Contributor Dan Ryan joined the blog in 2015 after several guest posts. He grew up in Ireland, and has lived on the Eastside for 15 years. Dan is a recovering economist with a day job in telecommunications. Apart from transit, Dan frequently writes about suburban land use issues.
Sound Transit’s System Expansion Committee unanimously approved a motion on Thursday to advance work on a Link station at NE 130th. If adopted by the full Board later this month, as seems likely, Sound Transit will proceed with design work and the first of the construction required to avoid serious disruptions to riders if the station were built entirely after Lynnwood Link has opened.
The motion defers to next year a second decision: whether to continue toward an early partial build or early full build. The early partial build would construct enough of the station to avoid an extended window of single-tracking trains through the construction zone after 2024, but would open the station for service much later. The early full build would complete the station so it could open in 2025 soon after the rest of the line.
The Sound Transit Board will reopen the decision, approved by the Board just two weeks ago, to rename the University Street Station in downtown Seattle as Union Street/Symphony station. The news came at the conclusion of Thursday’s Executive Committee meeting when Claudia Balducci announced that she would bring a motion for reconsideration to the next Board meeting.
Last month, you recall that we voted on the naming of the University St station. I wanted to just let you all know I’m going to bring a motion to reconsider that decision. I’ve come to believe Robert’s Rules of Order actually contain deep wisdom on the human condition. One of those rules says if you vote and you feel you have made a mistake, you get to ask for reconsideration. My decision on that was based on the tension between the rider experience and wayfinding, versus the safety impacts of how our system works with acronyms for stations. Since that vote I’ve visited that area. The doors are nowhere near Union St. And there’s been some reporting that showed we have acronyms like Angle Lake station. Do you know the acronym for Angle Lake station, colleagues? “200”, nothing to do with the name of the station. So we have that precedent already of that acronym. I think we should really revisit it and I’ll be asking that we do that at the next Board meeting.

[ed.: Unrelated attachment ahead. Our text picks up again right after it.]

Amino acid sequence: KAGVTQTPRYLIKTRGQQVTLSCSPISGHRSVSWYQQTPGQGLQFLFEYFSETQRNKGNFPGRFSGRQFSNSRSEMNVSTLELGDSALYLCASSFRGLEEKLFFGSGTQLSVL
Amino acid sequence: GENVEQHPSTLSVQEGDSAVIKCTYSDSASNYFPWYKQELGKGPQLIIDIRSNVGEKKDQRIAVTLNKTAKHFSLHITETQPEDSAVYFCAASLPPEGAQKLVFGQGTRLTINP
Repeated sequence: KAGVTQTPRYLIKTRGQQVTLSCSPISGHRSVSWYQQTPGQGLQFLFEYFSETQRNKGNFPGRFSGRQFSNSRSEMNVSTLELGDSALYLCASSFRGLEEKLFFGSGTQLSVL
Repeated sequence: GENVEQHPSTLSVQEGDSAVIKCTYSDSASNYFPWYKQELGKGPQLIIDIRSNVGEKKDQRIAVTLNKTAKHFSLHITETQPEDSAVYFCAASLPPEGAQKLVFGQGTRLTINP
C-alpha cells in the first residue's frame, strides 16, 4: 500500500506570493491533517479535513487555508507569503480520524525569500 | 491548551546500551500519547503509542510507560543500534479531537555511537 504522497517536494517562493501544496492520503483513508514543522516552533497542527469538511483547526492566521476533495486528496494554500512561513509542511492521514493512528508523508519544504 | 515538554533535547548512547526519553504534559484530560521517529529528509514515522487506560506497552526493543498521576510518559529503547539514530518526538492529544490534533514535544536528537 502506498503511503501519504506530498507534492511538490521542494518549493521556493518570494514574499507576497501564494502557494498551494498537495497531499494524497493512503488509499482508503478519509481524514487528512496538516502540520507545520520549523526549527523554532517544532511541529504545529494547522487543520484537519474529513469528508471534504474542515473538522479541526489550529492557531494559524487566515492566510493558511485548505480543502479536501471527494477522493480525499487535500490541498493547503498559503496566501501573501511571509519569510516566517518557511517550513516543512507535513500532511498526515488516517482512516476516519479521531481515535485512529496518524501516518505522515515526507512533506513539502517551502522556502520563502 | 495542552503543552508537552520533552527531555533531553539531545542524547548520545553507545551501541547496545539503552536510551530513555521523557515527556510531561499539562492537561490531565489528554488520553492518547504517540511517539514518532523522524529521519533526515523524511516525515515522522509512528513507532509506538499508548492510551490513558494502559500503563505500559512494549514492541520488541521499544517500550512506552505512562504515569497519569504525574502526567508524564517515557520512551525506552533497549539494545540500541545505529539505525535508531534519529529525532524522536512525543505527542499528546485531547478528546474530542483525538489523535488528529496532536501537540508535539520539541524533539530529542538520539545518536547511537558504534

The Senate Transportation Committee held a hearing yesterday on several bills relating to Sound Transit. The most significant is SB 6606, a bill from Senator Marko Liias to reset MVET valuations. That bill saw a substitute amendment that would somewhat offset the revenue reduction to Sound Transit. The offset would not be enough to satisfy Sound Transit’s request they be made whole for lost revenue. Four other bills relating to Sound Transit were also examined, but are unlikely to proceed.
Liias’ bill, as we reported last week, repeals several sections of I-976. It would also replace the valuation schedule for vehicles subject to the motor vehicle excise tax. The new schedule is similar to one adopted by the Legislature in 2006, whereas Sound Transit uses an older schedule dating to 1999. Liias’ proposal would tweak the schedule for vehicles more than ten years old, thereby avoiding a small tax increase for owners of the oldest vehicles if they were to simply adopt the 2006 schedule.
A substitute bill from Senator Liias, filed on Monday, maintains the revised schedule from the bill as first introduced, but adds two significant amendments.
The idea surfaced recently in Sound Transit’s ongoing examination of fare enforcement. Making it easier for riders to pay fares is one part of the response to concerns about the impacts of fare enforcement. Currently, Sound Transit can accept transfers from other agencies if riders are using an ORCA card, but not otherwise.
The disadvantages are obvious. Buses are slowed by cash payers and paper transfers. Link, by not accepting these transfers, somewhat indirectly drives ORCA card adoption. A policy change would also import the lively market in fraudulent use of transfers into the Sound Transit system.
There also appears no practical way to manage the inter-agency accounting. The ORCA system shares fare revenue between operators by electronically tracking transfers, a task which becomes impossible with paper.
Senate Bill 6606, introduced last week by Senator Marko Liias, is the latest effort in the Legislature to resolve the three years old controversy over the MVET valuation schedule. The bill would potentially reduce Sound Transit tax revenues by just over $1 billion over the next 20 years.
The MVET valuation schedule has been a political challenge for Sound Transit and the Legislature since the first higher car tab bills began arriving in mailboxes in early 2017. Sound Transit has levied a 0.3% MVET since 1996, and added another 0.8% MVET with ST3 in 2016. The latter heightened awareness that Sound Transit was using a valuation schedule from 1999 that assigned relatively high values to newer cars. An alternative schedule which the Legislature approved in 2005 will not take effect for Sound Transit taxpayers until 2028. That is the year when the original 0.3% MVET expires after bonds are paid off, and the remaining 0.8% MVET is reset to the newer, generally lower, schedule.